Last week, the non-partisan Congressional Budget Office (CBO) released its 2012 Long-Term Budget Outlook, which makes projections regarding our nation's future spending, revenues, deficits, and debt.
In its report, the CBO projects that as a result of growing health care costs and an aging population that will increase Social Security, Medicare, and Medicaid spending, our country will face unsustainable debt growth if we continue on our current path. It concludes that by the end of this year, the federal debt could reach roughly 70 percent of gross domestic product (GDP), the highest percentage since shortly after World War II.
This report makes one thing clear: to continue to ignore this country's debt crisis threatens our economy, our standing in the world and our national security. Our debt crisis didn't start four years ago -- it's been decades in the making. The "my way or the highway" approach and partisan bickering that has come to define this Congress clearly isn't working and it must change. Congress must be willing to work together, listen to each other and the American people to get the job done.
Since I first came to Congress in 2001, I have been sounding the alarm on federal spending and our national debt. Federal spending has ballooned out of control and the federal government has made too many promises it can no longer afford.
We must stop the out-of-control spending in Washington and begin reducing our skyrocketing national debt. If we allow our national debt to reach 70 percent or more of GDP, our nation could see higher interest rates, higher taxes, a reduction in government benefits and services, and the increased probability of a sudden fiscal crisis--further crippling our struggling economy. Congress cannot allow this to happen. It must commit itself to putting this country back on a path to balanced budgets and long term fiscal sustainability.
The roadmaps to achieve this goal are plentiful and bipartisan. In fact, as a leader of the fiscally conservative, Democratic Blue Dog Coalition, I helped draft the "Blue Dog Benchmarks of Fiscal Reform," which would cut the deficit by $4 trillion over ten years, stabilize the debt and reduce the size of government. These benchmarks were based on the Fiscal Commission Report, but there are other large, bipartisan plans that achieve the same goals. The ideas are out there. Now we just need to prove that Congress has the political will to do what's best for America.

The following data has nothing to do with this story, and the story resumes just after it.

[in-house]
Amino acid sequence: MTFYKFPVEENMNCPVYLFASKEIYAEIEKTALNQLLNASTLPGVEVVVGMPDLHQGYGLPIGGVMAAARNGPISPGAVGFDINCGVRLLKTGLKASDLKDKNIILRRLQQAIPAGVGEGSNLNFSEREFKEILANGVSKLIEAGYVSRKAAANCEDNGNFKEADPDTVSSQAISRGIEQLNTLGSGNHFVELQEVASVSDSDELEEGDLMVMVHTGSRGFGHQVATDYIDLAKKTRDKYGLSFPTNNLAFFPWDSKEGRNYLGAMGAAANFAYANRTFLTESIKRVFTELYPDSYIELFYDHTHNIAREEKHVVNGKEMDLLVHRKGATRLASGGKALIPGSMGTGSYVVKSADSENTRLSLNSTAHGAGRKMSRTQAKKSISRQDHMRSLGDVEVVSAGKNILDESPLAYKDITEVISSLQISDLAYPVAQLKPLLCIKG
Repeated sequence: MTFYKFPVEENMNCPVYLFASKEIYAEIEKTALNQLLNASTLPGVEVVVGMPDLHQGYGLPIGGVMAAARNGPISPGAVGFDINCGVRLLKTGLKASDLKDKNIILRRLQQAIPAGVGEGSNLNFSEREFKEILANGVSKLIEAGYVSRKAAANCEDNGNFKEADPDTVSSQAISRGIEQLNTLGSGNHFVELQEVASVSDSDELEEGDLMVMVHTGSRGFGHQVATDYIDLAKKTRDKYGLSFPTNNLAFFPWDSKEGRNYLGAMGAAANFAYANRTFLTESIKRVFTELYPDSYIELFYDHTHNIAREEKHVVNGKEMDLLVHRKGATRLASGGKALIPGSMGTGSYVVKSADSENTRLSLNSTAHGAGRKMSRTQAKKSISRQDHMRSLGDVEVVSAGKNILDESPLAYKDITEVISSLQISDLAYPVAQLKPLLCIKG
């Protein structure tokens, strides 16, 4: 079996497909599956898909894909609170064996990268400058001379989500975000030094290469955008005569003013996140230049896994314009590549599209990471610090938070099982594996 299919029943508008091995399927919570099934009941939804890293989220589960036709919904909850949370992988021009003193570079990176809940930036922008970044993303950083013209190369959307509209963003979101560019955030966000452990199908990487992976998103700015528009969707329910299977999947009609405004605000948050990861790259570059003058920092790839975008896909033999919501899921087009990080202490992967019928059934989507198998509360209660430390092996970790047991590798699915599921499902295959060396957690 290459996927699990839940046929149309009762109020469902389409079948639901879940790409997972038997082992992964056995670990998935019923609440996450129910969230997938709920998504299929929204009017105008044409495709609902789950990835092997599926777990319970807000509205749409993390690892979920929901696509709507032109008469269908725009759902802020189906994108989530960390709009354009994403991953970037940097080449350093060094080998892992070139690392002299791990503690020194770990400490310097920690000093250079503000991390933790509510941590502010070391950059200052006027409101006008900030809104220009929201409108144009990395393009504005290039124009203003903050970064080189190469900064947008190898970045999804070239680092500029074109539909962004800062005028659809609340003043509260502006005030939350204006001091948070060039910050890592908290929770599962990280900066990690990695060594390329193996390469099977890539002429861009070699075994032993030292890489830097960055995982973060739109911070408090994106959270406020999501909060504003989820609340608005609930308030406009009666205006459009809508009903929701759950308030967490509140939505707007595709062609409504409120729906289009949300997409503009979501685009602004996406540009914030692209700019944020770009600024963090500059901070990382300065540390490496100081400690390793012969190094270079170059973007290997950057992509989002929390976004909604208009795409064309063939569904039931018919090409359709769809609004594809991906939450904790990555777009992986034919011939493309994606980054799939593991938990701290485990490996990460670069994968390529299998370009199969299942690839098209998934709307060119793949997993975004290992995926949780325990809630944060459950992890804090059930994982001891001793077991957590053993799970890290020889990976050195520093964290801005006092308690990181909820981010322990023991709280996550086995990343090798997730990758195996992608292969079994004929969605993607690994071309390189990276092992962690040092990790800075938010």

It's been done before. During the Clinton Administration, Congress passed a balanced federal budget and gave us a budget surplus. Though the budget surpluses didn't last long after President Clinton left office, the experience taught us that by working together in a bipartisan manner, it is possible to get our fiscal house back in order. It was done then and it can be done again.
I have always stood ready and willing to work with both sides to pass bipartisan, commonsense legislation that reins in deficit spending and gets our economy back on track. And as a fiscal conservative, I will continue to be a moderating voice in this debate, bringing everyone to the table as we find commonsense ideas that help us return to the days of a balanced budget and a stronger economy.